People of Color Environmental Groups Directory (EJRC, 2000).

The People of Color Environmental Groups Directory 2000 is the only resource guide of its type in the country. The current edition of the directory lists more than 400 people-of-color groups from 45 states, the District of Columbia, and Puerto Rico, up from 200 groups in 1992. Created as a standard reference guide, the directory is designed to help environmental justice organizations network with one another, as well as aid public and private decisionmakers reach community constituents and stakeholder groups.

Because of the international nature of environmental justice work, 49 groups in Canada and 24 groups in Mexico also are included in this edition. The directory profiles sixteen environmental justice case studies from Alaska to Puerto Rico. These "voices from the grassroots" include groups struggling against hazardous waste dumps in Chicago, Tucson, and Pensacola (FL), proposed uranium dumps in Claiborne Parish (LA) and Ward Valley (CA), petrochemical plants in Los Angeles and Louisiana's "Cancer Alley," military toxics in Alaska, pesticides in Puerto Rico, discriminatory land-use zoning in Austin, discrimination against black farmers in the South, sweat shops in the San Francisco Bay Area and Silicon Valley, and transit racism in Harlem and Los Angeles.

Today, environmental justice is accepted as a legitimate movement among many mainstream environmental activists. It is even possible to build an academic and legal career around environmental justice study. This was not the case a decade or so ago. The resource section of the directory lists over 200 groups that provide a wide range of technical, scientific, research, education, training, and legal support to grassroots groups. For example, the guide lists over three-dozen legal groups that handle environmental justice cases. It also includes an up-to-date annotated bibliography, and a list of environmental justice videos and related Web sites.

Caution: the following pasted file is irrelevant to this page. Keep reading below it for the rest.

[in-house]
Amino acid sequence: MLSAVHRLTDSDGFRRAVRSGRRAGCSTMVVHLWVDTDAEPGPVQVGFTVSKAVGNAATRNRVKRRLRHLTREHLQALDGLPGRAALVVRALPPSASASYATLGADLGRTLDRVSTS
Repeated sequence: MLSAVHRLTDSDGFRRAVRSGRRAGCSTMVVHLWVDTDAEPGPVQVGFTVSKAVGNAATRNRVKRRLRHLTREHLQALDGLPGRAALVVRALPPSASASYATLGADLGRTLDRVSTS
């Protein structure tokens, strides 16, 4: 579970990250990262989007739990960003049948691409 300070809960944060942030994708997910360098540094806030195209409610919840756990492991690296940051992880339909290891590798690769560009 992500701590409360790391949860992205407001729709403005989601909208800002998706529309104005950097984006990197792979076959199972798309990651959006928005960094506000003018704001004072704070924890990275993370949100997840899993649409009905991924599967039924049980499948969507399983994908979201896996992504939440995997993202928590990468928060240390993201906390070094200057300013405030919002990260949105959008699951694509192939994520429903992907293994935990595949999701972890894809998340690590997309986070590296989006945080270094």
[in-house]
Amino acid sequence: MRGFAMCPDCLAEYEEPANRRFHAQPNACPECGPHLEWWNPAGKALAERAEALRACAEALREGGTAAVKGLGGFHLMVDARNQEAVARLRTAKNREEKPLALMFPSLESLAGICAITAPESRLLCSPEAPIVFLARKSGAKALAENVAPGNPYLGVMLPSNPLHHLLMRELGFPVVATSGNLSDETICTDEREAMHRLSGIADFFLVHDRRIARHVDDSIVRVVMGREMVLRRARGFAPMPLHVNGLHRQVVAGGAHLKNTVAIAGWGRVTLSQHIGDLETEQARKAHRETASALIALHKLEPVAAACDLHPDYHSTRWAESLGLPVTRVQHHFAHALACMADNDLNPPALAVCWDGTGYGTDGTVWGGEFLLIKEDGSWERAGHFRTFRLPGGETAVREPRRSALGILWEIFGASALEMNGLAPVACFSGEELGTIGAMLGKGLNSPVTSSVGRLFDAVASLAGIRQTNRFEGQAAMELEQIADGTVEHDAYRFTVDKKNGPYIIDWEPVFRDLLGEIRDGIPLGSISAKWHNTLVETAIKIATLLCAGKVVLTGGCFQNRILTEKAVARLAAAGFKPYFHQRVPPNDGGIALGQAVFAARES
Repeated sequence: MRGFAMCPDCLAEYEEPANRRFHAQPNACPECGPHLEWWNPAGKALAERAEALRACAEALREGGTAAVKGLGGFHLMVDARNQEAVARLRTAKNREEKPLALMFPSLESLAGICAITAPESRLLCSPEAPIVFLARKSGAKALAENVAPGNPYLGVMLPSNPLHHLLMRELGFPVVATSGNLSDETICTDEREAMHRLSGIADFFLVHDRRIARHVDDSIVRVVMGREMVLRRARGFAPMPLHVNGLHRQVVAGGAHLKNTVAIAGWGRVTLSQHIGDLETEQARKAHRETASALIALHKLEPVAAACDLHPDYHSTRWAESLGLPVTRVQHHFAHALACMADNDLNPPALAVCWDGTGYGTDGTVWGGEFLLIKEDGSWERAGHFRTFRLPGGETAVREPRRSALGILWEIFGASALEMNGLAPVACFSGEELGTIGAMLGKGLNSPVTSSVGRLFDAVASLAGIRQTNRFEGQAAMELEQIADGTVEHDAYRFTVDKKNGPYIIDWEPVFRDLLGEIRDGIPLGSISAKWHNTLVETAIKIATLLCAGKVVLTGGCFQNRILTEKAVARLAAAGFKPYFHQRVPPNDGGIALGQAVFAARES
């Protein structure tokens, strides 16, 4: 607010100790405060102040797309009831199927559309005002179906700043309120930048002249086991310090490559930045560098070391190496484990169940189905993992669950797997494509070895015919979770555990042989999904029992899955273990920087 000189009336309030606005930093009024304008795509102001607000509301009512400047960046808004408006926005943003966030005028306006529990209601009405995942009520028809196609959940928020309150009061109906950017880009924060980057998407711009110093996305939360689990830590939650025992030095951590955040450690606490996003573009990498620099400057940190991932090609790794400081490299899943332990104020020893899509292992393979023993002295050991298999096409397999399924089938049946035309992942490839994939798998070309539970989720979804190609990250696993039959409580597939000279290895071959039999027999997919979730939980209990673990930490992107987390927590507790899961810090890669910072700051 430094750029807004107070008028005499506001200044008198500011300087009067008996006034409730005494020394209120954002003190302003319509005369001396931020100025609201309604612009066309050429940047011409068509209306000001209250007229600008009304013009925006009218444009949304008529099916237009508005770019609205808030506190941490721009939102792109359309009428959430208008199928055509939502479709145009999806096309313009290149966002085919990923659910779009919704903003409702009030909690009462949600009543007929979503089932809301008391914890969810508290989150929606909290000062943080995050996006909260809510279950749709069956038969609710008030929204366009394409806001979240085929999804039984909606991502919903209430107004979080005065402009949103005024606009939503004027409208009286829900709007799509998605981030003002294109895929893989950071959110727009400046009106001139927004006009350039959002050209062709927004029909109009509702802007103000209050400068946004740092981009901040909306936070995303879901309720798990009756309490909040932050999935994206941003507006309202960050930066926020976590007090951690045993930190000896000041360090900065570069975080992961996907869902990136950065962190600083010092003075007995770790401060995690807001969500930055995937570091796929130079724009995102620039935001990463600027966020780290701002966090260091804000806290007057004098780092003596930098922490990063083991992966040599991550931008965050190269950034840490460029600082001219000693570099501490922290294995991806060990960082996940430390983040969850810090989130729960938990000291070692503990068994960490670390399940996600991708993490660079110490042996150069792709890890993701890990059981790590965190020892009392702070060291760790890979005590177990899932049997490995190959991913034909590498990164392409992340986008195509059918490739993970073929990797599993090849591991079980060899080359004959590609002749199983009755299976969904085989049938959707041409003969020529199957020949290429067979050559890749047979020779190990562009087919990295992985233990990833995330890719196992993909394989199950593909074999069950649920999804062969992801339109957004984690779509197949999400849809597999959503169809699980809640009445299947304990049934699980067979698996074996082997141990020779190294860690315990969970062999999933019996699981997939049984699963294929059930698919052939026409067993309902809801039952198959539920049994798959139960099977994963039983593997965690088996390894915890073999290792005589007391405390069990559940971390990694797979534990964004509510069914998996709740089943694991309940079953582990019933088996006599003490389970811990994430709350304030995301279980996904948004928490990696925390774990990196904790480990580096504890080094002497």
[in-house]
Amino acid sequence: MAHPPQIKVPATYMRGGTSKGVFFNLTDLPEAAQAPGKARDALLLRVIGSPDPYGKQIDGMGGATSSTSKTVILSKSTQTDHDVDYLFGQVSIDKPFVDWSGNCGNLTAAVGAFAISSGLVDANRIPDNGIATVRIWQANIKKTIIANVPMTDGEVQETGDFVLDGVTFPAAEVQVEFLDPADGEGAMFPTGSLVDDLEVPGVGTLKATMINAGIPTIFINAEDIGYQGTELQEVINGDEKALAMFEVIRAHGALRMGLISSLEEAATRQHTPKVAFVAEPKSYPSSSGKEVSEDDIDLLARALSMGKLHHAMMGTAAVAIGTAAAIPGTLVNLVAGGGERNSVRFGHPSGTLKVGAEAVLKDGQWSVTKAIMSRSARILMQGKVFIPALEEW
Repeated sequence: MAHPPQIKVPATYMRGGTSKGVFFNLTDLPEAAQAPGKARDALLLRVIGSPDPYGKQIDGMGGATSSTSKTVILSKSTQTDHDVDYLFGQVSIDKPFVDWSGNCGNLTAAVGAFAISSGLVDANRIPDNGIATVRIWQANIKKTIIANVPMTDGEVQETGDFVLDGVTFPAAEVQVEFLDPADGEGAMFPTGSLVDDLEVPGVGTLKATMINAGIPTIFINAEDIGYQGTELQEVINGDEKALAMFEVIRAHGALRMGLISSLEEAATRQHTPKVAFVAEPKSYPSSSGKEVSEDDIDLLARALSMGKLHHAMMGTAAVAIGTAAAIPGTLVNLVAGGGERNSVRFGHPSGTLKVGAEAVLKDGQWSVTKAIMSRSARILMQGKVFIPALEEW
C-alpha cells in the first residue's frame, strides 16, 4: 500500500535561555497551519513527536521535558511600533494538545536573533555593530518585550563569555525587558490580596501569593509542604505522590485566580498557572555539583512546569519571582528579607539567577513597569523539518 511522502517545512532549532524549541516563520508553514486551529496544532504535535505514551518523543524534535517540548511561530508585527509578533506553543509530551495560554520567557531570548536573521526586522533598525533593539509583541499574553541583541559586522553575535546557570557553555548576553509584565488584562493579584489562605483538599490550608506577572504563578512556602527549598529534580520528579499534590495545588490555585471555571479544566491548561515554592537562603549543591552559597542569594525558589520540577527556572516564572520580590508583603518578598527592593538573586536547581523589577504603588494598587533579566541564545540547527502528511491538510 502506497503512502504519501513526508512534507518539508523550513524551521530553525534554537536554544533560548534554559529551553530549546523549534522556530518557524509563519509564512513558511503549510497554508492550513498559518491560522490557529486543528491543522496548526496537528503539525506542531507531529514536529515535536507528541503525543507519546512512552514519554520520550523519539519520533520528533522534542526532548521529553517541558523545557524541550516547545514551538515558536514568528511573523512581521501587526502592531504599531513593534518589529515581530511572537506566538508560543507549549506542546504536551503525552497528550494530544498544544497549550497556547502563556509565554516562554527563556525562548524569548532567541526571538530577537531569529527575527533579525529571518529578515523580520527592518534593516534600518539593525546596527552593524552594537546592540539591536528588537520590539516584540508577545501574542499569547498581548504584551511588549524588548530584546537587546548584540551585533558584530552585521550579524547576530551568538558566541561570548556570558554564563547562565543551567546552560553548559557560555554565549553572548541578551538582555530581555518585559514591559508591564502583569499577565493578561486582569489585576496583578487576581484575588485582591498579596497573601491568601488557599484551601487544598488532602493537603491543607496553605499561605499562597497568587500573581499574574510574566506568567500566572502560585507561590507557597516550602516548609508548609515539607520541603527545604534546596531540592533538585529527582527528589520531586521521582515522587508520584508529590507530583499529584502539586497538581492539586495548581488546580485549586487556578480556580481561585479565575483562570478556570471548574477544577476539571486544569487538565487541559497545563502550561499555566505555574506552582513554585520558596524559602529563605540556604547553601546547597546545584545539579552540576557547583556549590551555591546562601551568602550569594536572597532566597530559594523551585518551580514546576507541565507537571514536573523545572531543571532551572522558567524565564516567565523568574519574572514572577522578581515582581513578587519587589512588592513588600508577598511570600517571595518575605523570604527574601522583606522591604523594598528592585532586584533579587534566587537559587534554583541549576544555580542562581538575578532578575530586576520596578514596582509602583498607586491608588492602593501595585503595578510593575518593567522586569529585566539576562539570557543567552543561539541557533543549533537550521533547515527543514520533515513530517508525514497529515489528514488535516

The directory documents that a "new" environmentalism is being practiced in small towns and large urban centers, and in barrios, ghettos and rural "poverty pockets" alike. Unlike the mainstream environmental movement, the vast majority of the grassroots environmental justice groups are led by women. As a collective, they have been the primary impetus behind the recent government policy shifts to include equity and equal protection consideration in environmental enforcement, industrial facility siting and permitting, pollution monitoring, brownfields redevelopment, and transportation investments. Their message of social equity is even beginning to filter into the suburban sprawl and "Smart Growth" dialogue.

The directory is free. Copies can be obtained from the Charles Stewart Mott Foundation's Publication Request Line at (800) 645-1766 or by visiting their Web site at

The directory is broken down into chapters for faster downloading. All chapters are in Adobe Acrobat format. To download, right click on the chapter and "save target as" to your desktop. If you have any difficulty, contact the webmaster.

Acknowledgments, Preface, Table of Contents (2.26 Mb)

I. Introduction

II. Environmental Justice in the 21st Century (2.04 Mb)
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III. Voices From the Grassroots (2.96 Mb)
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IV. People of Color Groups in the United States and Puerto Rico (620 Kb)

V. Environmental Justice Resource Groups (496 Kb)

VI. Legal Resource Groups (162 Kb)

VII. People of Color Groups in Canada (183 Kb)

VIII. People of Color Groups in Mexico (134 Kb)

Annotated Bibliography 1980-1999 (240 Kb)

Selected Environmental Justice Videos (106 Kb)

Related Web Sites (118 Kb)

Index (89 Kb)

Blank Data Forms (588 Kb)